Thomas Aquinas (1225-1274) on God’s omnipotence and inability to sin



The excerpt below includes Thomas Aquinas’ (1225-1274) discussion of the question: “can God sin?” At first sight, it might seem that the suggestion that “God cannot sin” amounts to a denial of his omnipotence. However, Thomas argues that sin is a defect, and is therefore inconsistent with the idea of God as a perfect Being. God cannot sin, because it is not in his nature to be deficient:

“It is commonly said that God is almighty. Yet it seems difficult to understand the reason for this, on account of the doubt about what is meant when it is said that ‘God can do everything’… If it is said that God is omnipotent because he can do everything possible to his power, the understanding of omnipotence is circular, doing nothing more than saying that God is omnipotent because he can do everything that he can do… To sin is to fall short of a perfect action. Hence to be able to sin is to be able to be deficient in relation to an action, which cannot be reconciled with omnipotence. It is because God is omnipotent that he cannot sin… Anything that implies a contradiction does not relate to the omnipotence of God.”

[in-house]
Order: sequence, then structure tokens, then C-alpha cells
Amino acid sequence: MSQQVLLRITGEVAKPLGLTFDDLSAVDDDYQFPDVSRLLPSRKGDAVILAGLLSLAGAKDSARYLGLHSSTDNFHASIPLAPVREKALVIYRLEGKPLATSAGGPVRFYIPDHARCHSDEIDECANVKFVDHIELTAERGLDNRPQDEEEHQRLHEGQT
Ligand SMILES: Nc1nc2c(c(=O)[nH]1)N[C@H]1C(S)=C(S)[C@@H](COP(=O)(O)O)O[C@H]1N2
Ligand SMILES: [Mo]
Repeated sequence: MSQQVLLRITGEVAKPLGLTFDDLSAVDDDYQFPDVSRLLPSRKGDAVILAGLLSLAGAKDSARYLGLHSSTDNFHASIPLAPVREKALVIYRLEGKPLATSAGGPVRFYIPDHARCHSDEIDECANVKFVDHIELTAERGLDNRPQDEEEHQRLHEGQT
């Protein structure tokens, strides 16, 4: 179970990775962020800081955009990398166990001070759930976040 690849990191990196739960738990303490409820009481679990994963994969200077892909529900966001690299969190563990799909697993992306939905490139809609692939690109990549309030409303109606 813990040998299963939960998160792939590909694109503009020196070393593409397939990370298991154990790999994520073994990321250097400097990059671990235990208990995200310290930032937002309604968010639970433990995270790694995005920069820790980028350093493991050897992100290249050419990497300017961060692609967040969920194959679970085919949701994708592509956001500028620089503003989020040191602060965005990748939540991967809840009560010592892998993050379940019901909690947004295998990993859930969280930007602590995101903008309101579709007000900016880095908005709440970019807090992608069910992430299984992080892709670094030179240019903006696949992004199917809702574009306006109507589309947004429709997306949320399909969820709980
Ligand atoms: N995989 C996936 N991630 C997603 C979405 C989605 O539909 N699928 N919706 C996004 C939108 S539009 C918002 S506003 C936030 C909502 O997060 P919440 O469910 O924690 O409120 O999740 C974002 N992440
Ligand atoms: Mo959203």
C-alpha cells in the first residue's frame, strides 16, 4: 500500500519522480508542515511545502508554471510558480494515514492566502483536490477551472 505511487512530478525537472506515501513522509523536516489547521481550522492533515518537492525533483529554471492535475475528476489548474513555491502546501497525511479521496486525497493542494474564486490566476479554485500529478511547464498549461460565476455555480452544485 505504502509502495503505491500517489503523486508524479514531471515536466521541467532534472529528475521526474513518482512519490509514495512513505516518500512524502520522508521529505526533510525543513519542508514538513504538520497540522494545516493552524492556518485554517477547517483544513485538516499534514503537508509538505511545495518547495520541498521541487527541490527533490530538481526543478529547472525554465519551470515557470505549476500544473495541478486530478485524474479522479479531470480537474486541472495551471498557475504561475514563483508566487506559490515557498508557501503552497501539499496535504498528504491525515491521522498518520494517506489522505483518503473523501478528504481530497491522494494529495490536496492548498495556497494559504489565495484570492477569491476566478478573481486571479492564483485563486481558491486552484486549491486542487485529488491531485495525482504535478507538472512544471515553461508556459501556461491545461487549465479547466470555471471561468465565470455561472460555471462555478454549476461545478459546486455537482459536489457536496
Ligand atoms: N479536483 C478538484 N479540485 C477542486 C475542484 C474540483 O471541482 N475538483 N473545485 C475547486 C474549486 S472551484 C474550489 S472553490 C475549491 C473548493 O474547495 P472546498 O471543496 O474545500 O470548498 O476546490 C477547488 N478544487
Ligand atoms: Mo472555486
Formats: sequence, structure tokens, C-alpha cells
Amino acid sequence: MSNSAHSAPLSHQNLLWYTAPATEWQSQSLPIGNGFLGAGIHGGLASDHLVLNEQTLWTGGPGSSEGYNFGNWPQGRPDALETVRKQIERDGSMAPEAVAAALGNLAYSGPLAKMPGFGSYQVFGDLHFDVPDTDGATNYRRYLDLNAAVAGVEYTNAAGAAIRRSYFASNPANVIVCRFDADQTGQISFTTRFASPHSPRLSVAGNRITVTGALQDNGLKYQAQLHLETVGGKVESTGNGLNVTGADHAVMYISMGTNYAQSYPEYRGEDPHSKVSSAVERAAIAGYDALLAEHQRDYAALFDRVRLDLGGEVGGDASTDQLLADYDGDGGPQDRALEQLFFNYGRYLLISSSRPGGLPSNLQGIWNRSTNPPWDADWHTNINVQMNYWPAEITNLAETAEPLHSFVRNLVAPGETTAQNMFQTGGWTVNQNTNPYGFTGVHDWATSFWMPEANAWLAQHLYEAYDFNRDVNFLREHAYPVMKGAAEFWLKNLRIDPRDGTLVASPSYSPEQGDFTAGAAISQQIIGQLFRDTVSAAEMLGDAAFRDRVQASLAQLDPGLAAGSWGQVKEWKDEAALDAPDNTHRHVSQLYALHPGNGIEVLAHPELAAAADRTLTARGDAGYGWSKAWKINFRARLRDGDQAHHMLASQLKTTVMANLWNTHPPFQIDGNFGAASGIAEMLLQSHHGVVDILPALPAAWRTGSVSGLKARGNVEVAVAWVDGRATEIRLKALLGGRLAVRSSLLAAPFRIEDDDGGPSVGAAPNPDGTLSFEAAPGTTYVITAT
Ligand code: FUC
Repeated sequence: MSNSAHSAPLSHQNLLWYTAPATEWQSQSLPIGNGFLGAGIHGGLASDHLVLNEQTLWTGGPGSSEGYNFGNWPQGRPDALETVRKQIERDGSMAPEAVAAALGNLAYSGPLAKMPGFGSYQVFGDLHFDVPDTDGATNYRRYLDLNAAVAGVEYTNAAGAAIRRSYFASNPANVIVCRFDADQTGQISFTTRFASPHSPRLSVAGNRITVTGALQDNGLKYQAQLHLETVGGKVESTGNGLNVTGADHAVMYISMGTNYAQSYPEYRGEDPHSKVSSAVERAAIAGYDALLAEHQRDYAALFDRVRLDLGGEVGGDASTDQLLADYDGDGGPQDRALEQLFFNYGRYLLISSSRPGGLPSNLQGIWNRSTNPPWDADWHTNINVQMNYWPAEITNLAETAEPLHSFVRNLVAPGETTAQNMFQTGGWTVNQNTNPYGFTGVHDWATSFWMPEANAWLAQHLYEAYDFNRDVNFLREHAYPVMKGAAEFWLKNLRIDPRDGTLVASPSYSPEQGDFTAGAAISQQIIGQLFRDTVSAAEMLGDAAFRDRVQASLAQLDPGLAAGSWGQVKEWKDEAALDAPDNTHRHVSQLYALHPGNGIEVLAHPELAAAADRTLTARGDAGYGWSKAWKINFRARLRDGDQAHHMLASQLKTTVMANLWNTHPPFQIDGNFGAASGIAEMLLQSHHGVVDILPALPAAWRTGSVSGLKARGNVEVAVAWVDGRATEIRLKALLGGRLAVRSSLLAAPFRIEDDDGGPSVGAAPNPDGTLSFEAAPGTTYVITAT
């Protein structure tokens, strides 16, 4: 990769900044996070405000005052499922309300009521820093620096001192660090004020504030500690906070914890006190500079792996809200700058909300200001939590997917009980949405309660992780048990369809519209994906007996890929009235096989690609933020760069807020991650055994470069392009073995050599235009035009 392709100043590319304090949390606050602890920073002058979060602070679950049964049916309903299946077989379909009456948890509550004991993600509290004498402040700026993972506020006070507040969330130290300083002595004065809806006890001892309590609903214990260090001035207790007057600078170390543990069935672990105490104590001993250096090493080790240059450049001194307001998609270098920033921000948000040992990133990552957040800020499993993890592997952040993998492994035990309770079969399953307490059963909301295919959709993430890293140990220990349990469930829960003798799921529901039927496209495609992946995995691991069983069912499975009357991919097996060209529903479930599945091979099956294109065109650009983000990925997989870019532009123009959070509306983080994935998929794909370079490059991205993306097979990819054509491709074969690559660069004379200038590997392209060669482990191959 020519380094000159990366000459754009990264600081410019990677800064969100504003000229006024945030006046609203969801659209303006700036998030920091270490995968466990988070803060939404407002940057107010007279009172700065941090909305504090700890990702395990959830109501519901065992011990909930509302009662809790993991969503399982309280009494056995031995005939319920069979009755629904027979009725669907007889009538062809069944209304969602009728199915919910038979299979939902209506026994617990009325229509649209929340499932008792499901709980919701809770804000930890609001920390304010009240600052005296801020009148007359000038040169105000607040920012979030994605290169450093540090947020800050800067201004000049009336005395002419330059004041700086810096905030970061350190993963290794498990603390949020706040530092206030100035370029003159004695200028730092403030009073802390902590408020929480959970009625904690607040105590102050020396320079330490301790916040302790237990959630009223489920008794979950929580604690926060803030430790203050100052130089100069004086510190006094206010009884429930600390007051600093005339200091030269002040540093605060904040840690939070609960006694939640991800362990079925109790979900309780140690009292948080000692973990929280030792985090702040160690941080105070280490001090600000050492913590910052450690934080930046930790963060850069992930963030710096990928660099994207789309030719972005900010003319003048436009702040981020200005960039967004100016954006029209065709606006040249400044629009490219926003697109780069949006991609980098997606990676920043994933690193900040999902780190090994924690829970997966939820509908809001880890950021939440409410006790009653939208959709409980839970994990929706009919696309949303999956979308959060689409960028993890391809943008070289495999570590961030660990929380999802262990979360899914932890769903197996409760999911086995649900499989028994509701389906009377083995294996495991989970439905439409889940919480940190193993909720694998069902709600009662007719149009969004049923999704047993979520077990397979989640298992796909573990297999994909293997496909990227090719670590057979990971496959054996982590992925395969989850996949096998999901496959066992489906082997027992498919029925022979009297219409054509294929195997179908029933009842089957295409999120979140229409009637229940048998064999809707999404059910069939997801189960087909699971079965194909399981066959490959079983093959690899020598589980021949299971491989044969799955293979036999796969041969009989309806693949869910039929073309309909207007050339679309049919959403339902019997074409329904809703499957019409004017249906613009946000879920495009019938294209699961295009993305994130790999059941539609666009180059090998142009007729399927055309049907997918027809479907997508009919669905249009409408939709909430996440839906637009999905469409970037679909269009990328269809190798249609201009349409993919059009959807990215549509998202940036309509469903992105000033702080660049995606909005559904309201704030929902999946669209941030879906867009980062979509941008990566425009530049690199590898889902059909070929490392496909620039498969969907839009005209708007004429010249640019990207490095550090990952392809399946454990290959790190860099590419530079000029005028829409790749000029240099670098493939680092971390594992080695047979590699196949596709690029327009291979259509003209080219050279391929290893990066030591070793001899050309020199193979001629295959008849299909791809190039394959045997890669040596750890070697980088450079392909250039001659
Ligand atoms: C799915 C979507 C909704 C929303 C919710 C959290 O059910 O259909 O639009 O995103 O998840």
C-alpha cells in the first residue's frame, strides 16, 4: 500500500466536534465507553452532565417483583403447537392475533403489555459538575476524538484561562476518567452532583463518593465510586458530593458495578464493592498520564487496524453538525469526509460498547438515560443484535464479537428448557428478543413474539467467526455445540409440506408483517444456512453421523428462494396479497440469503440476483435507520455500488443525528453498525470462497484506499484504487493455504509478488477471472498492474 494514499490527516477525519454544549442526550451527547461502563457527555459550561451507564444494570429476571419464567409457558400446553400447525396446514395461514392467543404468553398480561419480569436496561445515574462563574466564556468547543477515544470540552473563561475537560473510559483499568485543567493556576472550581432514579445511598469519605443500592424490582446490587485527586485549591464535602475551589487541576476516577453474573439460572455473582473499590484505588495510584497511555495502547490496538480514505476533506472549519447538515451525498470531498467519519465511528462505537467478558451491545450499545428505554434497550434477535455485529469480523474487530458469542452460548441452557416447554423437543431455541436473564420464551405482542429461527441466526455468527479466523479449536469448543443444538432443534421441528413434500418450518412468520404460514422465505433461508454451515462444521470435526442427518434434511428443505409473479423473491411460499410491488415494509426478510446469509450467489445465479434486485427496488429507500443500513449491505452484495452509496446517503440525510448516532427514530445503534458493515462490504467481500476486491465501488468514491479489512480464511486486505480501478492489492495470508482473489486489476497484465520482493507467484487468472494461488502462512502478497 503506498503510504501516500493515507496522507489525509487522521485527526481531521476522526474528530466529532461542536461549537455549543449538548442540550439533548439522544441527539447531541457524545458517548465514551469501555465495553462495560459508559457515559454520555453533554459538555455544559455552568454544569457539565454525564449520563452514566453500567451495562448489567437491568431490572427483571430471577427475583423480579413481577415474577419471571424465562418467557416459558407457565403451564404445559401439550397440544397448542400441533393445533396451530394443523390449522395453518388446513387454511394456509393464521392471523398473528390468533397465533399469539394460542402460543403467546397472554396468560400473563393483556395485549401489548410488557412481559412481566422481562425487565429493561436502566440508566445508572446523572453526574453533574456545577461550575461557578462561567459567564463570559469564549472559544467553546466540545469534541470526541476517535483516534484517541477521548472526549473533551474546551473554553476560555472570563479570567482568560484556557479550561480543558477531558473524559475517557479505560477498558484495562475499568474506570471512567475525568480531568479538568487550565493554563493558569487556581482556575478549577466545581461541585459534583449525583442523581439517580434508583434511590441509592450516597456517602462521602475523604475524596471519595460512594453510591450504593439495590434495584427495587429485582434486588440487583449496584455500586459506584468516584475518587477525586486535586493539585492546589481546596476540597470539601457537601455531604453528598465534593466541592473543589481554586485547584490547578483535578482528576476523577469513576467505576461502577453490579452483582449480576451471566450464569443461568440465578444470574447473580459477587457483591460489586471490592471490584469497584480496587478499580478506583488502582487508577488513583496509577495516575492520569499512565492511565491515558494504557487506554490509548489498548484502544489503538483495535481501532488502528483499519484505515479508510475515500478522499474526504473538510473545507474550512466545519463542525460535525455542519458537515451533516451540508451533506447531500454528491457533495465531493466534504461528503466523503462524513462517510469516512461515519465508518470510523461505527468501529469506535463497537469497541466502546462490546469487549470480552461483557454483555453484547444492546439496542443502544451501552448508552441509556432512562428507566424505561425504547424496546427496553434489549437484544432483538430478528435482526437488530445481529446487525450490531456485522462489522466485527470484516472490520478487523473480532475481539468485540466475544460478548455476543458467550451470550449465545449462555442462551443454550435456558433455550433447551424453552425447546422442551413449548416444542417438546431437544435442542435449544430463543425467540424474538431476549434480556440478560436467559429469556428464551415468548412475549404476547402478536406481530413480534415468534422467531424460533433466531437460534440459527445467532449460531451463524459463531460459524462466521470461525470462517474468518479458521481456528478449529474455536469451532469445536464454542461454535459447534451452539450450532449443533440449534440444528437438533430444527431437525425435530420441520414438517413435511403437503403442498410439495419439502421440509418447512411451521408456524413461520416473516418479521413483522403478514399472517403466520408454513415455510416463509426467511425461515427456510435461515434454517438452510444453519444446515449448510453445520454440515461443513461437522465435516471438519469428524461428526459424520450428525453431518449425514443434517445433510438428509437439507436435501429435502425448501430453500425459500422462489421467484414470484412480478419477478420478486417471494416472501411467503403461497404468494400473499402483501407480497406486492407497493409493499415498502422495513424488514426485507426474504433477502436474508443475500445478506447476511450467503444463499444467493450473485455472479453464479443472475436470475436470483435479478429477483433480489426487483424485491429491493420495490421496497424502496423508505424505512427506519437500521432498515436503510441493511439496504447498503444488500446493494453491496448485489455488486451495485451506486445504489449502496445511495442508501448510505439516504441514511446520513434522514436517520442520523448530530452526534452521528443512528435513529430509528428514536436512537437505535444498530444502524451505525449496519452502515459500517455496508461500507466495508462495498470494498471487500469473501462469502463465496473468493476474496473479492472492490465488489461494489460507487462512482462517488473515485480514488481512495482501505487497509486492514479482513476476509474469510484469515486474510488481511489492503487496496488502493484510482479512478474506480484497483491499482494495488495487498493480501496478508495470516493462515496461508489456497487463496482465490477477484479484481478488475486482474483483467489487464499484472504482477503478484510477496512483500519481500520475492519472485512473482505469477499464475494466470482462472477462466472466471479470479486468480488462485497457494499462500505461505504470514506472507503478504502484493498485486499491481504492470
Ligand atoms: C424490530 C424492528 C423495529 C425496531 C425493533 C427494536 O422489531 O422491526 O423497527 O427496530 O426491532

– Thomas Aquinas (1225-1274), Summa Theologiae, 1a, q. 25, aa. 3-4


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